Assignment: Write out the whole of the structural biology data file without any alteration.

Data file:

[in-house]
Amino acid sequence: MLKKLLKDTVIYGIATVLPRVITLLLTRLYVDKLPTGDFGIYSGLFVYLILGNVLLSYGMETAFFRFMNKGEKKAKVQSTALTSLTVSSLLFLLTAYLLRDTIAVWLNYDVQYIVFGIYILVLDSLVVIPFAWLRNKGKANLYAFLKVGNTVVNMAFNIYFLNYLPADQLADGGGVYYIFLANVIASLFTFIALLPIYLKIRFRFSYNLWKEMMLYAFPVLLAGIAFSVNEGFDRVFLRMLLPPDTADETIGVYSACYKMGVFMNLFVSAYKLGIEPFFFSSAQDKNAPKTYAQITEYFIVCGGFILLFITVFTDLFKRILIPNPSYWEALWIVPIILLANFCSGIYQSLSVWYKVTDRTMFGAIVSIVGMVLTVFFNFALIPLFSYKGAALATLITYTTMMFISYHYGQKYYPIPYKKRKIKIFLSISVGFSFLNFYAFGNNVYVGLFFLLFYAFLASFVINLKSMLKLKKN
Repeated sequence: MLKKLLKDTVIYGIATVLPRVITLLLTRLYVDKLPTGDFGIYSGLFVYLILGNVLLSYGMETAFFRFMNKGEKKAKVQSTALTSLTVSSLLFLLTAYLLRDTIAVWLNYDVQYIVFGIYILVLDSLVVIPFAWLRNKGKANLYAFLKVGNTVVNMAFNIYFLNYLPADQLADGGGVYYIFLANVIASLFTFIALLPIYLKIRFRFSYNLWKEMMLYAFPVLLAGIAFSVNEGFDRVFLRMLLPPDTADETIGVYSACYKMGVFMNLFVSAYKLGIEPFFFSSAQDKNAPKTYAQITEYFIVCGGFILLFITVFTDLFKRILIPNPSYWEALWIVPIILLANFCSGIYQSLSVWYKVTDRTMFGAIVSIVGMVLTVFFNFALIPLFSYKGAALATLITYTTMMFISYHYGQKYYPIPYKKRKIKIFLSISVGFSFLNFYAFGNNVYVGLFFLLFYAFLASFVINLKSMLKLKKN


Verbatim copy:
[in-house]
Amino acid sequence: MLKKLLKDTVIYGIATVLPRVITLLLTRLYVDKLPTGDFGIYSGLFVYLILGNVLLSYGMETAFFRFMNKGEKKAKVQSTALTSLTVSSLLFLLTAYLLRDTIAVWLNYDVQYIVFGIYILVLDSLVVIPFAWLRNKGKANLYAFLKVGNTVVNMAFNIYFLNYLPADQLADGGGVYYIFLANVIASLFTFIALLPIYLKIRFRFSYNLWKEMMLYAFPVLLAGIAFSVNEGFDRVFLRMLLPPDTADETIGVYSACYKMGVFMNLFVSAYKLGIEPFFFSSAQDKNAPKTYAQITEYFIVCGGFILLFITVFTDLFKRILIPNPSYWEALWIVPIILLANFCSGIYQSLSVWYKVTDRTMFGAIVSIVGMVLTVFFNFALIPLFSYKGAALATLITYTTMMFISYHYGQKYYPIPYKKRKIKIFLSISVGFSFLNFYAFGNNVYVGLFFLLFYAFLASFVINLKSMLKLKKN
Repeated sequence: MLKKLLKDTVIYGIATVLPRVITLLLTRLYVDKLPTGDFGIYSGLFVYLILGNVLLSYGMETAFFRFMNKGEKKAKVQSTALTSLTVSSLLFLLTAYLLRDTIAVWLNYDVQYIVFGIYILVLDSLVVIPFAWLRNKGKANLYAFLKVGNTVVNMAFNIYFLNYLPADQLADGGGVYYIFLANVIASLFTFIALLPIYLKIRFRFSYNLWKEMMLYAFPVLLAGIAFSVNEGFDRVFLRMLLPPDTADETIGVYSACYKMGVFMNLFVSAYKLGIEPFFFSSAQDKNAPKTYAQITEYFIVCGGFILLFITVFTDLFKRILIPNPSYWEALWIVPIILLANFCSGIYQSLSVWYKVTDRTMFGAIVSIVGMVLTVFFNFALIPLFSYKGAALATLITYTTMMFISYHYGQKYYPIPYKKRKIKIFLSISVGFSFLNFYAFGNNVYVGLFFLLFYAFLASFVINLKSMLKLKKN